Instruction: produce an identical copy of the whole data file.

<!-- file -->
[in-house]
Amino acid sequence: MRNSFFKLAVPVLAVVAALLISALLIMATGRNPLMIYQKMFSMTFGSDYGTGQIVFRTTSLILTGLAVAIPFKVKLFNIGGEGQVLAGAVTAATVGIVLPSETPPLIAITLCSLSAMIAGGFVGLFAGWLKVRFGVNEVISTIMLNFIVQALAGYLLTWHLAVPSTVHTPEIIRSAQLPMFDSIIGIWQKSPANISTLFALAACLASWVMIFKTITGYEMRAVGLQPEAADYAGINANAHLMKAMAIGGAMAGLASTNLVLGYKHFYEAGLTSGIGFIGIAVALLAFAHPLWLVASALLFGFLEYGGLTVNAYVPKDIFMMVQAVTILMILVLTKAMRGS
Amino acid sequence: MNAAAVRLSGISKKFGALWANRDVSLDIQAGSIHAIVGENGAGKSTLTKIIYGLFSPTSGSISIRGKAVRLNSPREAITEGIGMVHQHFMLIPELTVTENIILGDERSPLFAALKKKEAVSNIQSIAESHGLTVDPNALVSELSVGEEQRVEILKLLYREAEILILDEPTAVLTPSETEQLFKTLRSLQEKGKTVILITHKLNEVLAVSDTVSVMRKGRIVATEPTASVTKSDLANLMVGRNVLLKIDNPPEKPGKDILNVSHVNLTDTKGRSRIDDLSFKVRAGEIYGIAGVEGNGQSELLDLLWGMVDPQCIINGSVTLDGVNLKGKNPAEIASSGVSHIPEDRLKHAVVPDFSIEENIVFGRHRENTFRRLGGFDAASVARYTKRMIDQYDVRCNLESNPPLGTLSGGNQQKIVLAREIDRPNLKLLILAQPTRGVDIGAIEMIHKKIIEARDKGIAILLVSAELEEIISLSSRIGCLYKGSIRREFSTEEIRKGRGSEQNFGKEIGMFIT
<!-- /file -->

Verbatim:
[in-house]
Amino acid sequence: MRNSFFKLAVPVLAVVAALLISALLIMATGRNPLMIYQKMFSMTFGSDYGTGQIVFRTTSLILTGLAVAIPFKVKLFNIGGEGQVLAGAVTAATVGIVLPSETPPLIAITLCSLSAMIAGGFVGLFAGWLKVRFGVNEVISTIMLNFIVQALAGYLLTWHLAVPSTVHTPEIIRSAQLPMFDSIIGIWQKSPANISTLFALAACLASWVMIFKTITGYEMRAVGLQPEAADYAGINANAHLMKAMAIGGAMAGLASTNLVLGYKHFYEAGLTSGIGFIGIAVALLAFAHPLWLVASALLFGFLEYGGLTVNAYVPKDIFMMVQAVTILMILVLTKAMRGS
Amino acid sequence: MNAAAVRLSGISKKFGALWANRDVSLDIQAGSIHAIVGENGAGKSTLTKIIYGLFSPTSGSISIRGKAVRLNSPREAITEGIGMVHQHFMLIPELTVTENIILGDERSPLFAALKKKEAVSNIQSIAESHGLTVDPNALVSELSVGEEQRVEILKLLYREAEILILDEPTAVLTPSETEQLFKTLRSLQEKGKTVILITHKLNEVLAVSDTVSVMRKGRIVATEPTASVTKSDLANLMVGRNVLLKIDNPPEKPGKDILNVSHVNLTDTKGRSRIDDLSFKVRAGEIYGIAGVEGNGQSELLDLLWGMVDPQCIINGSVTLDGVNLKGKNPAEIASSGVSHIPEDRLKHAVVPDFSIEENIVFGRHRENTFRRLGGFDAASVARYTKRMIDQYDVRCNLESNPPLGTLSGGNQQKIVLAREIDRPNLKLLILAQPTRGVDIGAIEMIHKKIIEARDKGIAILLVSAELEEIISLSSRIGCLYKGSIRREFSTEEIRKGRGSEQNFGKEIGMFIT